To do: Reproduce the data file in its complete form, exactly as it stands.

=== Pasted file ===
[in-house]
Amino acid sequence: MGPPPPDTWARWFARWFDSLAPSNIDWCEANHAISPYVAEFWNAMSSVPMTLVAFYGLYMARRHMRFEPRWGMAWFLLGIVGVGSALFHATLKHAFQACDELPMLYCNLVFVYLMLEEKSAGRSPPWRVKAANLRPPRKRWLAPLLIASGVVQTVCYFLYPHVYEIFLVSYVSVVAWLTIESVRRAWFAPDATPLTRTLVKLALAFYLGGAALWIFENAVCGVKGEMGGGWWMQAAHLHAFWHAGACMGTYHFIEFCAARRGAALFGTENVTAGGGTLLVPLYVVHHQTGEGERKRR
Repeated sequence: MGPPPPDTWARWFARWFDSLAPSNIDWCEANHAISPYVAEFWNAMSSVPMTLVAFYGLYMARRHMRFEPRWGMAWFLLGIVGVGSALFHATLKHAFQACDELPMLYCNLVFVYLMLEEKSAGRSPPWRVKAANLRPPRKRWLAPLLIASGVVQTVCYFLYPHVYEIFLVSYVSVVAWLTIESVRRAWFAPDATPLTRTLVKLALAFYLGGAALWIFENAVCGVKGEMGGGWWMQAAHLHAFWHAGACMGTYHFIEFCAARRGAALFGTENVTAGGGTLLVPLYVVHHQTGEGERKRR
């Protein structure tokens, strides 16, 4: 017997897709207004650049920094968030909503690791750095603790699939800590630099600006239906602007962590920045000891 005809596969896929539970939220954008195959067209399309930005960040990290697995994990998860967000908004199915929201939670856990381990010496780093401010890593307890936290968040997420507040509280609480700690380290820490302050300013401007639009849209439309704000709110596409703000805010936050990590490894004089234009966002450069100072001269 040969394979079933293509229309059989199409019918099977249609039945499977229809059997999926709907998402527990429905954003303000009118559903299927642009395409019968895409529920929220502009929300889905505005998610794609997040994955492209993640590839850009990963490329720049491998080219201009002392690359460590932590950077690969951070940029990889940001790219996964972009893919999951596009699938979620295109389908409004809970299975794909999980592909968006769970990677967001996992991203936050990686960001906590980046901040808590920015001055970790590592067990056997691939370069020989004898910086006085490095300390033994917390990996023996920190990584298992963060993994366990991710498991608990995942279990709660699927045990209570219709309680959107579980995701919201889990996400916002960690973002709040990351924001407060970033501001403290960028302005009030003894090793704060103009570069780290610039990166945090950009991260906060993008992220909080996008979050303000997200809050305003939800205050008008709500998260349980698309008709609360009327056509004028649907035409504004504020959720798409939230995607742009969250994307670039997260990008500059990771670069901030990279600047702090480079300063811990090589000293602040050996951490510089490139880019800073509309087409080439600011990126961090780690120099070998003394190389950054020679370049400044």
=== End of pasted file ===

[in-house]
Amino acid sequence: MGPPPPDTWARWFARWFDSLAPSNIDWCEANHAISPYVAEFWNAMSSVPMTLVAFYGLYMARRHMRFEPRWGMAWFLLGIVGVGSALFHATLKHAFQACDELPMLYCNLVFVYLMLEEKSAGRSPPWRVKAANLRPPRKRWLAPLLIASGVVQTVCYFLYPHVYEIFLVSYVSVVAWLTIESVRRAWFAPDATPLTRTLVKLALAFYLGGAALWIFENAVCGVKGEMGGGWWMQAAHLHAFWHAGACMGTYHFIEFCAARRGAALFGTENVTAGGGTLLVPLYVVHHQTGEGERKRR
Repeated sequence: MGPPPPDTWARWFARWFDSLAPSNIDWCEANHAISPYVAEFWNAMSSVPMTLVAFYGLYMARRHMRFEPRWGMAWFLLGIVGVGSALFHATLKHAFQACDELPMLYCNLVFVYLMLEEKSAGRSPPWRVKAANLRPPRKRWLAPLLIASGVVQTVCYFLYPHVYEIFLVSYVSVVAWLTIESVRRAWFAPDATPLTRTLVKLALAFYLGGAALWIFENAVCGVKGEMGGGWWMQAAHLHAFWHAGACMGTYHFIEFCAARRGAALFGTENVTAGGGTLLVPLYVVHHQTGEGERKRR
């Protein structure tokens, strides 16, 4: 017997897709207004650049920094968030909503690791750095603790699939800590630099600006239906602007962590920045000891 005809596969896929539970939220954008195959067209399309930005960040990290697995994990998860967000908004199915929201939670856990381990010496780093401010890593307890936290968040997420507040509280609480700690380290820490302050300013401007639009849209439309704000709110596409703000805010936050990590490894004089234009966002450069100072001269 040969394979079933293509229309059989199409019918099977249609039945499977229809059997999926709907998402527990429905954003303000009118559903299927642009395409019968895409529920929220502009929300889905505005998610794609997040994955492209993640590839850009990963490329720049491998080219201009002392690359460590932590950077690969951070940029990889940001790219996964972009893919999951596009699938979620295109389908409004809970299975794909999980592909968006769970990677967001996992991203936050990686960001906590980046901040808590920015001055970790590592067990056997691939370069020989004898910086006085490095300390033994917390990996023996920190990584298992963060993994366990991710498991608990995942279990709660699927045990209570219709309680959107579980995701919201889990996400916002960690973002709040990351924001407060970033501001403290960028302005009030003894090793704060103009570069780290610039990166945090950009991260906060993008992220909080996008979050303000997200809050305003939800205050008008709500998260349980698309008709609360009327056509004028649907035409504004504020959720798409939230995607742009969250994307670039997260990008500059990771670069901030990279600047702090480079300063811990090589000293602040050996951490510089490139880019800073509309087409080439600011990126961090780690120099070998003394190389950054020679370049400044």